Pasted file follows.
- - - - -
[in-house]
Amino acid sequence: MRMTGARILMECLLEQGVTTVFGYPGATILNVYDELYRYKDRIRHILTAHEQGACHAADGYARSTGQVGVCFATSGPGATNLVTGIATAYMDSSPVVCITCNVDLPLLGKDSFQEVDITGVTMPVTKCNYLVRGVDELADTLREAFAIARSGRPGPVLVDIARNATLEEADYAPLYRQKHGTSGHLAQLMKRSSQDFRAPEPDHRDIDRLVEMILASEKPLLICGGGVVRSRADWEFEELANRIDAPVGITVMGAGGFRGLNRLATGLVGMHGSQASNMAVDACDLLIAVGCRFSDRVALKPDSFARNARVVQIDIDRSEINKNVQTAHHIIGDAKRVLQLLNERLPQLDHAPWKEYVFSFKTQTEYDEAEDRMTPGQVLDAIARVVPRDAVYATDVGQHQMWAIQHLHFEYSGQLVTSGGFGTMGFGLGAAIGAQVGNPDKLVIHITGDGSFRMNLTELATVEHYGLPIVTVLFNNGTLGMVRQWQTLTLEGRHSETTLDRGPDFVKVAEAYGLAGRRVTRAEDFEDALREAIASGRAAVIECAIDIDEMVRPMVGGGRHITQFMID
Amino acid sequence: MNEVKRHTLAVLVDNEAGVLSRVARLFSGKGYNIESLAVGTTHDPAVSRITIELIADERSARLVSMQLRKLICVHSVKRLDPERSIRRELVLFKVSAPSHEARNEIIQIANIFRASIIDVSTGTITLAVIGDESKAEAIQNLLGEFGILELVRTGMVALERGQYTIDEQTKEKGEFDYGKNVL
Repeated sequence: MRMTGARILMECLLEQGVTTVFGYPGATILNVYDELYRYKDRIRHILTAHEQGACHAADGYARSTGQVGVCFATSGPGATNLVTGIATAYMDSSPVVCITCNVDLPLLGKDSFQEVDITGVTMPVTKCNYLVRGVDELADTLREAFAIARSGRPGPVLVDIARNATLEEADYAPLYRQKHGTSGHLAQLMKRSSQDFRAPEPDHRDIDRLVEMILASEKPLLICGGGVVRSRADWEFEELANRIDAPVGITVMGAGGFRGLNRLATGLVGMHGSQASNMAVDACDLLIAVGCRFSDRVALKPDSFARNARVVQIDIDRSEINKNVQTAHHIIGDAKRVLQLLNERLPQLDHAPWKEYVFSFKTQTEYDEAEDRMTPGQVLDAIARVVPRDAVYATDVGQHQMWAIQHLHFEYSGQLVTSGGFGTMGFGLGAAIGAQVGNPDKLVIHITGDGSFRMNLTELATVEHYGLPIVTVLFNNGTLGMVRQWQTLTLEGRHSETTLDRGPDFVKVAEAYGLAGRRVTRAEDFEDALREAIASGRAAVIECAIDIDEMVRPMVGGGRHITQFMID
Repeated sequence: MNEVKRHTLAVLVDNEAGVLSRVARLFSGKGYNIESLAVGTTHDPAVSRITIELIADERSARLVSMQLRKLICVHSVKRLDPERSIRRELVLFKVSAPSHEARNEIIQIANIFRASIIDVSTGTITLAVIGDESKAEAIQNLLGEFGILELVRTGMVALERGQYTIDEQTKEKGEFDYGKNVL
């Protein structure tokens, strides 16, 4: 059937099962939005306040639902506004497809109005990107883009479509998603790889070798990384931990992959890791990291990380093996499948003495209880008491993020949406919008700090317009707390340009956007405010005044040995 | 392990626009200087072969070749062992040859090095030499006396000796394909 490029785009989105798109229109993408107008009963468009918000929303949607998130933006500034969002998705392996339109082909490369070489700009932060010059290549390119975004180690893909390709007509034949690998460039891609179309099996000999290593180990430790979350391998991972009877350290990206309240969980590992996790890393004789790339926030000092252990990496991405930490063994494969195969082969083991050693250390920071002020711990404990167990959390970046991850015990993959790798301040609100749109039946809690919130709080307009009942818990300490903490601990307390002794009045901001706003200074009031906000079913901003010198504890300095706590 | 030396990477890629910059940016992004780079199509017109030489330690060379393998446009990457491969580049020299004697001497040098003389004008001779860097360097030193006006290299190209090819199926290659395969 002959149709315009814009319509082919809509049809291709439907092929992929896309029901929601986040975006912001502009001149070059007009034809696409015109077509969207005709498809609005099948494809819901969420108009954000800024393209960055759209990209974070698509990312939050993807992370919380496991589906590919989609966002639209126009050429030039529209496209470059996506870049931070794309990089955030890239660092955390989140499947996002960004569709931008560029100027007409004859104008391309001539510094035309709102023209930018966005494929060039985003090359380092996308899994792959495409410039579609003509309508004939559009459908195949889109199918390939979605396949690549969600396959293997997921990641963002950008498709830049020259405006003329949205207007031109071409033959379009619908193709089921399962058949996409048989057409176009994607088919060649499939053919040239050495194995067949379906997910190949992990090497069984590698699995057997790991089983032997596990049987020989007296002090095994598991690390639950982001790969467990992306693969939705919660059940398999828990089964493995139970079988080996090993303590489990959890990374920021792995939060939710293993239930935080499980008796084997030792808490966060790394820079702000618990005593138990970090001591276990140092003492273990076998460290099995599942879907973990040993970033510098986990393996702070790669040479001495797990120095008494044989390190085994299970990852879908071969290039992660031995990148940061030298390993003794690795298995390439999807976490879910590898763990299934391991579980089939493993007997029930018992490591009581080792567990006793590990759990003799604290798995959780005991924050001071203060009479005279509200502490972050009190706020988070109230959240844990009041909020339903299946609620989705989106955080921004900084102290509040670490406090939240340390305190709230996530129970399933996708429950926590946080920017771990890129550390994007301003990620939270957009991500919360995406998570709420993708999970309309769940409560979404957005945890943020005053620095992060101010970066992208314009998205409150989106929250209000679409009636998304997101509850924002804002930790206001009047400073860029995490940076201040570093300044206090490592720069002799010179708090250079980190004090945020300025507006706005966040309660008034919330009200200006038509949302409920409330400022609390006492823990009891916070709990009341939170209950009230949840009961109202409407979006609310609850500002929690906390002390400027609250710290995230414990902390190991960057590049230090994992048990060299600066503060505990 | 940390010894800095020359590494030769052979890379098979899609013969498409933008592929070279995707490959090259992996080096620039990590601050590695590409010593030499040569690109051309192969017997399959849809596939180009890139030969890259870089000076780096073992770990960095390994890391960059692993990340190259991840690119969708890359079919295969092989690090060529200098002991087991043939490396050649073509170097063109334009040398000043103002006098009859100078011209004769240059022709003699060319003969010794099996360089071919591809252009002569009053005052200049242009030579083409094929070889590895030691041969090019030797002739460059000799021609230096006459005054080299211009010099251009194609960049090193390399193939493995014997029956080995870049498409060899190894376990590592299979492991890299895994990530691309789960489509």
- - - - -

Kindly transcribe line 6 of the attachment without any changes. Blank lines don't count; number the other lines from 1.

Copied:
């Protein structure tokens, strides 16, 4: 059937099962939005306040639902506004497809109005990107883009479509998603790889070798990384931990992959890791990291990380093996499948003495209880008491993020949406919008700090317009707390340009956007405010005044040995 | 392990626009200087072969070749062992040859090095030499006396000796394909 490029785009989105798109229109993408107008009963468009918000929303949607998130933006500034969002998705392996339109082909490369070489700009932060010059290549390119975004180690893909390709007509034949690998460039891609179309099996000999290593180990430790979350391998991972009877350290990206309240969980590992996790890393004789790339926030000092252990990496991405930490063994494969195969082969083991050693250390920071002020711990404990167990959390970046991850015990993959790798301040609100749109039946809690919130709080307009009942818990300490903490601990307390002794009045901001706003200074009031906000079913901003010198504890300095706590 | 030396990477890629910059940016992004780079199509017109030489330690060379393998446009990457491969580049020299004697001497040098003389004008001779860097360097030193006006290299190209090819199926290659395969 002959149709315009814009319509082919809509049809291709439907092929992929896309029901929601986040975006912001502009001149070059007009034809696409015109077509969207005709498809609005099948494809819901969420108009954000800024393209960055759209990209974070698509990312939050993807992370919380496991589906590919989609966002639209126009050429030039529209496209470059996506870049931070794309990089955030890239660092955390989140499947996002960004569709931008560029100027007409004859104008391309001539510094035309709102023209930018966005494929060039985003090359380092996308899994792959495409410039579609003509309508004939559009459908195949889109199918390939979605396949690549969600396959293997997921990641963002950008498709830049020259405006003329949205207007031109071409033959379009619908193709089921399962058949996409048989057409176009994607088919060649499939053919040239050495194995067949379906997910190949992990090497069984590698699995057997790991089983032997596990049987020989007296002090095994598991690390639950982001790969467990992306693969939705919660059940398999828990089964493995139970079988080996090993303590489990959890990374920021792995939060939710293993239930935080499980008796084997030792808490966060790394820079702000618990005593138990970090001591276990140092003492273990076998460290099995599942879907973990040993970033510098986990393996702070790669040479001495797990120095008494044989390190085994299970990852879908071969290039992660031995990148940061030298390993003794690795298995390439999807976490879910590898763990299934391991579980089939493993007997029930018992490591009581080792567990006793590990759990003799604290798995959780005991924050001071203060009479005279509200502490972050009190706020988070109230959240844990009041909020339903299946609620989705989106955080921004900084102290509040670490406090939240340390305190709230996530129970399933996708429950926590946080920017771990890129550390994007301003990620939270957009991500919360995406998570709420993708999970309309769940409560979404957005945890943020005053620095992060101010970066992208314009998205409150989106929250209000679409009636998304997101509850924002804002930790206001009047400073860029995490940076201040570093300044206090490592720069002799010179708090250079980190004090945020300025507006706005966040309660008034919330009200200006038509949302409920409330400022609390006492823990009891916070709990009341939170209950009230949840009961109202409407979006609310609850500002929690906390002390400027609250710290995230414990902390190991960057590049230090994992048990060299600066503060505990 | 940390010894800095020359590494030769052979890379098979899609013969498409933008592929070279995707490959090259992996080096620039990590601050590695590409010593030499040569690109051309192969017997399959849809596939180009890139030969890259870089000076780096073992770990960095390994890391960059692993990340190259991840690119969708890359079919295969092989690090060529200098002991087991043939490396050649073509170097063109334009040398000043103002006098009859100078011209004769240059022709003699060319003969010794099996360089071919591809252009002569009053005052200049242009030579083409094929070889590895030691041969090019030797002739460059000799021609230096006459005054080299211009010099251009194609960049090193390399193939493995014997029956080995870049498409060899190894376990590592299979492991890299895994990530691309789960489509």